Although tooth decay has declined among young children as a group, it can still be a problem for individual children, and even teens and adults.
Plaque is one of the biggest causes for tooth decay. It also causes your gums to become irritated, inflamed, and in some cases, bleed. Over time, the decay process may cause your gums to pull away from your teeth, a condition called receding gums. In addition, the long-term decay process can lead to infections in your gums and can eat away at the bone structures under the teeth. Inside your teeth, decay can gradually destroy the inner layer, or dentin, the pulp, which contains blood vessels, nerves and other tissues, and the root.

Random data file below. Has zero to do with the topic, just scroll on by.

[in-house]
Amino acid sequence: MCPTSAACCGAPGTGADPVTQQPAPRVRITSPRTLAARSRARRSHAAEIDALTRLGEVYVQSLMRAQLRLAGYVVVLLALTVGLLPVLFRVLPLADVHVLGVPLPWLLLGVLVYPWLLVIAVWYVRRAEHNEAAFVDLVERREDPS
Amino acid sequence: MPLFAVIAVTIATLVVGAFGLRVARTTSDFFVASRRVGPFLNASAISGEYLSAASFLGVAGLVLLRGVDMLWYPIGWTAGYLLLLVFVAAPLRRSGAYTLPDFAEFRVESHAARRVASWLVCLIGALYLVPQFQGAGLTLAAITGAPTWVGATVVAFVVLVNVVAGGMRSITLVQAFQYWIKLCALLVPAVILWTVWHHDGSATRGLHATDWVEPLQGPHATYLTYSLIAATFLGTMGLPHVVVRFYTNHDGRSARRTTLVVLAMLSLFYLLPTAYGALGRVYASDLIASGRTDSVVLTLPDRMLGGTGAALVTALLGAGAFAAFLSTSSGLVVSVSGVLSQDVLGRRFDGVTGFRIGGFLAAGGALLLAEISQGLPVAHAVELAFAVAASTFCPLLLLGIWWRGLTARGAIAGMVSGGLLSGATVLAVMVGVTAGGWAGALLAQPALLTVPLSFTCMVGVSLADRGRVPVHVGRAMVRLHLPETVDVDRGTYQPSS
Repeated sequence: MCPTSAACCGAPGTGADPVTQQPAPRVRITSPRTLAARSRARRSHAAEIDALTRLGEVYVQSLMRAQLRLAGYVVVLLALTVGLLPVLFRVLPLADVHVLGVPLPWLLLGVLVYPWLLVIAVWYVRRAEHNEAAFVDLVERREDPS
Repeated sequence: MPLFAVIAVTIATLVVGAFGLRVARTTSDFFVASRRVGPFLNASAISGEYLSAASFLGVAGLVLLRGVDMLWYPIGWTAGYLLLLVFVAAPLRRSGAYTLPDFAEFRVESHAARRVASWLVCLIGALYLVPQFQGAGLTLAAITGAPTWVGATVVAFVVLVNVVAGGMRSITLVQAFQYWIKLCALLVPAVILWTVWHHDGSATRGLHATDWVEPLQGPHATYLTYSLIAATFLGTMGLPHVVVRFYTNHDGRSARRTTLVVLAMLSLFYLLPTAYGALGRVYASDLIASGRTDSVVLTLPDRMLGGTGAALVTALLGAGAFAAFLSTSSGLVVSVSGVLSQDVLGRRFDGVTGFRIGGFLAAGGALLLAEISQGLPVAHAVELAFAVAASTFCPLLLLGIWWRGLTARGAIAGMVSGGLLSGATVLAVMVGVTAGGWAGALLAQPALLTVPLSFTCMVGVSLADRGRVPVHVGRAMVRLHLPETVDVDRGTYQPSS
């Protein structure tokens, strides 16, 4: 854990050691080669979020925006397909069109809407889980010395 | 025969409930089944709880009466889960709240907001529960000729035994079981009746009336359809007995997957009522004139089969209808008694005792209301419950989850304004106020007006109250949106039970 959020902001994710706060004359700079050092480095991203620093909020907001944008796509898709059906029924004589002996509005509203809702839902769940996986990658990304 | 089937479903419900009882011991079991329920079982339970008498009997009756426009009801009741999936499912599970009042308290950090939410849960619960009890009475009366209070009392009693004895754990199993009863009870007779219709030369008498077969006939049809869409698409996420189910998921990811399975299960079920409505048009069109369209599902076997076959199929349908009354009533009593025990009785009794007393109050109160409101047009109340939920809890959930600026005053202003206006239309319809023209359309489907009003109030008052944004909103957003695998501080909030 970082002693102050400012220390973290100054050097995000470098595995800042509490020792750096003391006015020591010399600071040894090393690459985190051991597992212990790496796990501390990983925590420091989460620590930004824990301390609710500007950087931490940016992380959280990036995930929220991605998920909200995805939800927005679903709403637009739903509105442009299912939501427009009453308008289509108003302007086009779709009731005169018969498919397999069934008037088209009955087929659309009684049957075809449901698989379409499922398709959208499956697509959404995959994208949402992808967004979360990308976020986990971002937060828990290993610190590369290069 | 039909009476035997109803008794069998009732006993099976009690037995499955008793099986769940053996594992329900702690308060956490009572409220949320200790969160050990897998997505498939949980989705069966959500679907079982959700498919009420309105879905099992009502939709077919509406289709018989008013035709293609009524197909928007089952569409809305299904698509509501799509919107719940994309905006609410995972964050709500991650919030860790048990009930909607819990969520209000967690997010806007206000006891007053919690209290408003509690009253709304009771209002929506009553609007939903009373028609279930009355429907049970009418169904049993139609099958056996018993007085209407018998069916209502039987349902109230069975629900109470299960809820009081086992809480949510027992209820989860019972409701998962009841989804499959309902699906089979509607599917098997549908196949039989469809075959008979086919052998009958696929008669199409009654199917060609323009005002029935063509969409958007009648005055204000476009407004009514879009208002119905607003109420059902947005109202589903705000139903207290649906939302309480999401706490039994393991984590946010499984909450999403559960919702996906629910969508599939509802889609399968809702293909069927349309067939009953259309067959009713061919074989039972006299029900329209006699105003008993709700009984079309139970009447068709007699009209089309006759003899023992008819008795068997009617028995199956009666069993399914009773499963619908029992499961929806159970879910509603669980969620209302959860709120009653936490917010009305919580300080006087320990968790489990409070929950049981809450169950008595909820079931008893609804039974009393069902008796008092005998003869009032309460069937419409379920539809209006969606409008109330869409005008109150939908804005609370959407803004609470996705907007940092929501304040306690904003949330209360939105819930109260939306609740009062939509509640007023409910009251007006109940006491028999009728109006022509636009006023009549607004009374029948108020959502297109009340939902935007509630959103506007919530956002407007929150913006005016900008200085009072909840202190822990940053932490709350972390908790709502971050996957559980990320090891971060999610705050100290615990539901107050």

Plaque, a sticky film of bacteria, constantly forms on your teeth. When you eat or drink foods containing sugars or starches, the bacteria in plaque produce acids that attack tooth enamel. The stickiness of the plaque keeps these acids in contact with your teeth and after many such attacks, the enamel can break down and a cavity forms.
•Brush your teeth twice a day with fluoride toothpaste.
•Clean between teeth daily with floss or an inter-dental cleaner.
•Eat a balanced diet and limit between-meal snacks.
•Ask dentist about dental sealants, a protective plastic coating that can be applied to the chewing surfaces of the back teeth where decay often starts.
•Visit our dentist regularly for professional cleanings and oral exams.